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Thoughts During Meditation? Go Fish, Redux

Part 2: Catch and release.

Key points

  • Thoughts are phenomena of mind that can frustrate meditation practice.
  • A person can manage thoughts during meditation by noting them and resetting back to the intention of observation.
  • Thoughts arise as a condition of mind. With each thought can come a reaction, or ripples of them, in the body and heart.
Pieonane, altered with photomania
Source: Pieonane, altered with photomania

This is the return trip of a two-part post on the humble topic of thoughts. In particular, it's about how thoughts, however useful to us, can also be intensely distracting in meditation practices. And how we can help ourselves, our patients, and our students with what to do with them.

(I've adopted a nautical theme in a metaphoric nod to a head-as-fish-bowl sense of our minds, awash in ebbing and flowing critters. Not koi on such matters, I will carp on in this style, however out of tuna it may become. My ahi-pologies in advance. Ahoy!)

The first leg of the trip covered the not-so-simple nature of a sample thought and the waves of subsequent stuff that can happen in mind with each one, often generating still more distracting stuff to try to harpoon. I promised a return home with some responses and tactics in managing these intrusions on meditation practice.

Summing up Part I: Thoughts arise as a condition of mind. With each thought can come a reaction, or ripples of them, in the body and heart. We may need to navigate the subsequent waves quickly: of conditioned judgment about that thought/reaction(s) dyad and even more personalized identification of that mix as a persistent, often negative aspect of our very selves.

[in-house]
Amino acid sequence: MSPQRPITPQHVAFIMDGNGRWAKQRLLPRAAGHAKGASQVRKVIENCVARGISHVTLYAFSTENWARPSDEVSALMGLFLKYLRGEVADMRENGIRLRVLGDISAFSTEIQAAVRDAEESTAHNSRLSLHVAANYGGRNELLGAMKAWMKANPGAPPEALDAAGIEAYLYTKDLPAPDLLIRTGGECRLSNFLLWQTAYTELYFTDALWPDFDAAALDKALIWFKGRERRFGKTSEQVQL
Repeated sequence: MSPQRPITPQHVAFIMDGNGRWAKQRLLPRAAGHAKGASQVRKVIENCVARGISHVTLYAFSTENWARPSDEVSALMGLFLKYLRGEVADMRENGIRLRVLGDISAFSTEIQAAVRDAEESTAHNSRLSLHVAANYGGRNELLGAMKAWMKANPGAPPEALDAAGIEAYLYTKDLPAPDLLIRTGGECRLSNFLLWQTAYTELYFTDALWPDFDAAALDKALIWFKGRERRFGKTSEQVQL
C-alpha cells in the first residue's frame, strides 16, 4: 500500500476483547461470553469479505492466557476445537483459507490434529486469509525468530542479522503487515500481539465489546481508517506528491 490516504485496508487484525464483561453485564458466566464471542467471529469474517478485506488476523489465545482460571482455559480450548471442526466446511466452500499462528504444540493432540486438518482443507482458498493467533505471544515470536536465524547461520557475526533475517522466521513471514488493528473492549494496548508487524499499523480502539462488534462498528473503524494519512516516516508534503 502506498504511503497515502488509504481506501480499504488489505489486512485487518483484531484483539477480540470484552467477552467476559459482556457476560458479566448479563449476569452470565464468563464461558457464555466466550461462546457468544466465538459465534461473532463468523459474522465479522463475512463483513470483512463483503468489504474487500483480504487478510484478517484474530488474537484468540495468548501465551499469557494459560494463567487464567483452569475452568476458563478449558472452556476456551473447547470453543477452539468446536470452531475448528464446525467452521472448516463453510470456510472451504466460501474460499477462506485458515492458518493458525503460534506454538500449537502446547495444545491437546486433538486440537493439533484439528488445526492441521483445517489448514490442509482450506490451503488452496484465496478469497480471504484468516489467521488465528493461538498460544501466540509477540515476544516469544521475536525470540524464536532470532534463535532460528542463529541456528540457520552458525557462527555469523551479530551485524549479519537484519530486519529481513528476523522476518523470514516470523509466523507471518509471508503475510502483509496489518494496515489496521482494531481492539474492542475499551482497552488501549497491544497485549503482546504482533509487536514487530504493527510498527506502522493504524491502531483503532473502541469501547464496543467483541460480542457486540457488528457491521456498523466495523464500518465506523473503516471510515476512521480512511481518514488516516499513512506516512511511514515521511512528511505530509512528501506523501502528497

It can be like getting swamped in a riptide, then smacked again just as we come up for air. Yet, sometimes it's just a thought that comes and goes, with minimal extra drama. With low tide, it's a pause for a side trip (but not a three-hour cruise.)

Let me address a pet (no, not a goldfish) peeve of mine: the term "thought stopping." This refers to a cognitive/behavioral tactic that aims to have the individual intervene when a negative, unpleasant, or intrusive thought arises, using some countering action. A rubber band snap on the wrist, saying "no" to yourself aloud or internally, substituting a more pleasant thought in mind, or imagining a stop sign are some common examples of these antidotes.

To me, the very idea of "thought stopping" is (wait for it...) a red herring, at least in terms of the unfortunate promotion of the term – more on this in Practical Mindfulness. Minds think; it's what we do next that is in play here. Many folks try to stop their thoughts, assuming that an emptied mind is the ideal. Of course, they fall short. Another thought arises, to pile on: "I suck at thought stopping." Not a lesson in positive reinforcement.

Mindful practices rest on the wall-eye (heh) basics of simple observation of the mind at the moment. We can't stop thoughts, but we can observe pauses and reductions in the flow of them. To the extent we attempt to stop thoughts, that's about not chasing inherent thought phenomena with additional, self-generated thoughts upon thoughts (about the thoughts.) With mindful practice, we better identify the usual reactive flow of chatter. We can gradually detach a bit from and hopefully relax the branding of that stuff as me.